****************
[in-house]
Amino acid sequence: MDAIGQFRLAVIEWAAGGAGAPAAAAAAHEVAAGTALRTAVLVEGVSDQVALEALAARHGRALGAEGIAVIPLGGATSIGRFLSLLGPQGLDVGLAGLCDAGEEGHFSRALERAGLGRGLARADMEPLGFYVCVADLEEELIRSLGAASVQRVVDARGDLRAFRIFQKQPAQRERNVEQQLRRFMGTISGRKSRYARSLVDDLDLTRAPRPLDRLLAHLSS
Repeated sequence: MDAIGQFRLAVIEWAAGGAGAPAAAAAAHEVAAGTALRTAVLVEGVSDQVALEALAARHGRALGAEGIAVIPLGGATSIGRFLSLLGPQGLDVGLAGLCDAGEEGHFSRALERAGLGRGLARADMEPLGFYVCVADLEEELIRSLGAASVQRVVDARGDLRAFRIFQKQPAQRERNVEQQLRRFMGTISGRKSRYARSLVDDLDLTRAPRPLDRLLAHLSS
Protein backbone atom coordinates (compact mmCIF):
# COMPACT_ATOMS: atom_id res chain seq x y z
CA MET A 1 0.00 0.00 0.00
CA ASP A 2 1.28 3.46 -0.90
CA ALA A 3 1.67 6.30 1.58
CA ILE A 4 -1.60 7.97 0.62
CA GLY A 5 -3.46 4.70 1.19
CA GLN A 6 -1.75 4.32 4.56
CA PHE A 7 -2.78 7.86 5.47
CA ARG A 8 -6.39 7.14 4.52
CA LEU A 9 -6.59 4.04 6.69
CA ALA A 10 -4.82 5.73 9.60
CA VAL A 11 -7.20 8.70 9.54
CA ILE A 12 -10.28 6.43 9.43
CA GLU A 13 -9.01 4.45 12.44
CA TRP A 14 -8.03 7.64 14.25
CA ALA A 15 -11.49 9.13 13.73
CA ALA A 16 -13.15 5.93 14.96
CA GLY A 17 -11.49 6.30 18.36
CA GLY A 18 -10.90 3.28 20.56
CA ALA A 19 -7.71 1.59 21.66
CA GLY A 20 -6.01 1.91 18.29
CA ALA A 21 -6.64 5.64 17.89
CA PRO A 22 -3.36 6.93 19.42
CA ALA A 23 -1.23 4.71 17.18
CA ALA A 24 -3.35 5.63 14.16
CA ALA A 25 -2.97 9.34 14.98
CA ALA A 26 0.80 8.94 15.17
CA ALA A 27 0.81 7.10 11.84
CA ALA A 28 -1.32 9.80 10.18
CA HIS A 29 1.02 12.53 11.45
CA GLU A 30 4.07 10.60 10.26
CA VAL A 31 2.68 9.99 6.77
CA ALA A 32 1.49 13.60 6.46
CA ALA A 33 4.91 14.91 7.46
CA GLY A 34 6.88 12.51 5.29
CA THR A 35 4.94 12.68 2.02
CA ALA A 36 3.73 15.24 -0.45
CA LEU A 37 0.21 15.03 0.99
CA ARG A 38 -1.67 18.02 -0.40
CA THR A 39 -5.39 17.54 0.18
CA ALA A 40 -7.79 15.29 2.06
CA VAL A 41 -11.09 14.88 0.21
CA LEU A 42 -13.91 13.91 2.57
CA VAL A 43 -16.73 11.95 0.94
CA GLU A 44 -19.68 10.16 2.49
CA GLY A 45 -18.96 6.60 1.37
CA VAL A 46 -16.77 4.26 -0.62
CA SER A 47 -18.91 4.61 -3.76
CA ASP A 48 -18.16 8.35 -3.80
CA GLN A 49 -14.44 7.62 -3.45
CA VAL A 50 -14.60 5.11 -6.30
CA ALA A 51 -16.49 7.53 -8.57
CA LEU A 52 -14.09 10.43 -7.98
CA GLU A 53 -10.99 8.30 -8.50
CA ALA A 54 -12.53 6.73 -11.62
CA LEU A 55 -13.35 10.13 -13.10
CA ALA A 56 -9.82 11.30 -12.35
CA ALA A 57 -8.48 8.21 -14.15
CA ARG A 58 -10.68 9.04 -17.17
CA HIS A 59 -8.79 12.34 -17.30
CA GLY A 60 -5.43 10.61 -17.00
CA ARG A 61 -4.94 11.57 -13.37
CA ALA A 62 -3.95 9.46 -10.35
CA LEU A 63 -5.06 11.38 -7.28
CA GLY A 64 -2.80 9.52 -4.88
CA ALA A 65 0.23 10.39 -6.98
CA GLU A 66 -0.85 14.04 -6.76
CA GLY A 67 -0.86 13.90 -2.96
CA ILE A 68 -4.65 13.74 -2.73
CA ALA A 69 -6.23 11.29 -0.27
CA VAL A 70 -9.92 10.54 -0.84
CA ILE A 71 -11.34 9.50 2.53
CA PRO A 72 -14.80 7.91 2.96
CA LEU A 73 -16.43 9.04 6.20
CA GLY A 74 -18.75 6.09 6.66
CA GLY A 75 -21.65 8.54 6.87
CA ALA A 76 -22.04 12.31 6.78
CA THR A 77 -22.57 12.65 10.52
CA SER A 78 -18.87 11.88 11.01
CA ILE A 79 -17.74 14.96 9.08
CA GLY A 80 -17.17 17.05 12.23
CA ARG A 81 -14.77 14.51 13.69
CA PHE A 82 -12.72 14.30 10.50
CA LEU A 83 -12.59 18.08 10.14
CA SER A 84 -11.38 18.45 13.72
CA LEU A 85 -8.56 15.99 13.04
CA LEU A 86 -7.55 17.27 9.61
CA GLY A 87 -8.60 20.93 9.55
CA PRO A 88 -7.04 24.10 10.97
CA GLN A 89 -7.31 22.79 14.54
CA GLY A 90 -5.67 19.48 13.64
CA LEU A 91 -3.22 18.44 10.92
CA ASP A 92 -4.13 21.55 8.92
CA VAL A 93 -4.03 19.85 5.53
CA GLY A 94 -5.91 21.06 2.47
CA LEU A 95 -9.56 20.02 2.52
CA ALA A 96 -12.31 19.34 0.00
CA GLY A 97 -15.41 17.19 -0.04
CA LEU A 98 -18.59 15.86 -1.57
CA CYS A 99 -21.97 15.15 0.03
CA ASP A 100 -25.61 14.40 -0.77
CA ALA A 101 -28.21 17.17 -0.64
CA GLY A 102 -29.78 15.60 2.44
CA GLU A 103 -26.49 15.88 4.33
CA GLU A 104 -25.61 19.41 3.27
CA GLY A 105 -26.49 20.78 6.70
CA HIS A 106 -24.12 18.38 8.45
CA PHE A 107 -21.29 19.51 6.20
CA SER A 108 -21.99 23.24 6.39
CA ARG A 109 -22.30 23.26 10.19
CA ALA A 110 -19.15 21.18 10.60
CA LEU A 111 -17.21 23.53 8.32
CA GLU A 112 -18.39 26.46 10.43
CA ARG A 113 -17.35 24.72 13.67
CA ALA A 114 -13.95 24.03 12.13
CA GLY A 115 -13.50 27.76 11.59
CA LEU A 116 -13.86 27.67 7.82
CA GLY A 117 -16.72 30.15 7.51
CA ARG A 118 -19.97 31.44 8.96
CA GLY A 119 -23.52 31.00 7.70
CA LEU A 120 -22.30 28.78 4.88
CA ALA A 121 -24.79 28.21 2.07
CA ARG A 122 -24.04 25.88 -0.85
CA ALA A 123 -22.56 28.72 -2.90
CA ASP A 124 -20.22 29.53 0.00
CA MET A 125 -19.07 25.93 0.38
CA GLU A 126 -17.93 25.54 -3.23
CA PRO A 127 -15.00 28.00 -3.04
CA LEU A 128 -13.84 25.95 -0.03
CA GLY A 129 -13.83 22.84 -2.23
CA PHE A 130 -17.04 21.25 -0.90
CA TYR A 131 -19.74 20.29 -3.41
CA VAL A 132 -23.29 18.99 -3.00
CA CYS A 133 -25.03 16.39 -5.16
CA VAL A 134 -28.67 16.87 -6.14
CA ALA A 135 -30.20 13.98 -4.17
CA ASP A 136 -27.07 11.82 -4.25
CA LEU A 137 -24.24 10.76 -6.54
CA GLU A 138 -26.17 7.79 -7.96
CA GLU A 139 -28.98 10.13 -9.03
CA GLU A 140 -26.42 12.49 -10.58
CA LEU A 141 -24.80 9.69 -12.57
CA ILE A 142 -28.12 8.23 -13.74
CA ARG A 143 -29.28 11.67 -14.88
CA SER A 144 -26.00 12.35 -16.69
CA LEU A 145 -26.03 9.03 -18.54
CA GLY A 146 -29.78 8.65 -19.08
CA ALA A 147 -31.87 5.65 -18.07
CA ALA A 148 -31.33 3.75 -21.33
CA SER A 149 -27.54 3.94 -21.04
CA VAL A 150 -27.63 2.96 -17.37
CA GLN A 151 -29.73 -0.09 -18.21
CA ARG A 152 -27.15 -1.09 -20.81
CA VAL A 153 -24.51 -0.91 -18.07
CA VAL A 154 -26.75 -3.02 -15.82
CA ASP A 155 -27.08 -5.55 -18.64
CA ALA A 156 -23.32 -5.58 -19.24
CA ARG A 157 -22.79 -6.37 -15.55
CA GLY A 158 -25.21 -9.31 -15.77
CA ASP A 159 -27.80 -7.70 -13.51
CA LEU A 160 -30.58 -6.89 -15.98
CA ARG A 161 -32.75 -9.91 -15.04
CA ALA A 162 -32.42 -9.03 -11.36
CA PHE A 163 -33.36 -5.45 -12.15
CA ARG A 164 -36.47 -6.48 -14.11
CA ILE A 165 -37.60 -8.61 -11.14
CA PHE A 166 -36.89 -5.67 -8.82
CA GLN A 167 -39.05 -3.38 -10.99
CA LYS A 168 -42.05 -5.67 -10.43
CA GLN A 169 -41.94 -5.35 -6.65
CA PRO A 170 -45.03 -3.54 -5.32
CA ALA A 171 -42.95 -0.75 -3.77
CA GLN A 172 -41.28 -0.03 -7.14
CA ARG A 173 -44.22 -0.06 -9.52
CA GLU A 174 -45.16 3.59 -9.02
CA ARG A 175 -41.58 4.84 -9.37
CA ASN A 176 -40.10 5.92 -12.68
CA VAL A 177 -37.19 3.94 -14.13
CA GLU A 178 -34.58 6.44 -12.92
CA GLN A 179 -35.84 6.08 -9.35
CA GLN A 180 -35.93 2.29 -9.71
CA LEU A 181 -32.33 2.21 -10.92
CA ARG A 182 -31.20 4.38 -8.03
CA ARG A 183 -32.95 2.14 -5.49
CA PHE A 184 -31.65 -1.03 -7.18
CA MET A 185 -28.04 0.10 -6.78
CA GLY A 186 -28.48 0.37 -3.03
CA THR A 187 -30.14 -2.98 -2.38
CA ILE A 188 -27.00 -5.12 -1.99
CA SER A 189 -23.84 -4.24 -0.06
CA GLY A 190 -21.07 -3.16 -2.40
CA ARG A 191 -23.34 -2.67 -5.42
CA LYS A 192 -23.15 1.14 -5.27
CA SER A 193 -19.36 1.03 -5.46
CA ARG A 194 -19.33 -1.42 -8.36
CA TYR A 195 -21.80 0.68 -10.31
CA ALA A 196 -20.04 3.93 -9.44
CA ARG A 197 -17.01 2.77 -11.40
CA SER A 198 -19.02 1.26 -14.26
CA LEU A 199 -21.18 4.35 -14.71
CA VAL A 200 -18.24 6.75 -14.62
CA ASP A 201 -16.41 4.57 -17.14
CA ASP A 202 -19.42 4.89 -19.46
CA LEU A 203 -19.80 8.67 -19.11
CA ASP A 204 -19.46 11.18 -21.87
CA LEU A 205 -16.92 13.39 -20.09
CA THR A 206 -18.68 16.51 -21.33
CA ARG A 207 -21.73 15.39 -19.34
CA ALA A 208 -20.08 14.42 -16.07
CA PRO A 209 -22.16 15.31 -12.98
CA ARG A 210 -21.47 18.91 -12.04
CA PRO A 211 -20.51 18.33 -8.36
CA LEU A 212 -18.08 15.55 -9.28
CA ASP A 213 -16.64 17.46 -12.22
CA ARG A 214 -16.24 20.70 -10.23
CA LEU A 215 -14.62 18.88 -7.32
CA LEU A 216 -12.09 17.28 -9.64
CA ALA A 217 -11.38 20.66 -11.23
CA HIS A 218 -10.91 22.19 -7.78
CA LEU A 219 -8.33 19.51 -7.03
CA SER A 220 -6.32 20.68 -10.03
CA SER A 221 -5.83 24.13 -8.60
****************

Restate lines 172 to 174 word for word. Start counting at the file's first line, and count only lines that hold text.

CA GLN A 167 -39.05 -3.38 -10.99
CA LYS A 168 -42.05 -5.67 -10.43
CA GLN A 169 -41.94 -5.35 -6.65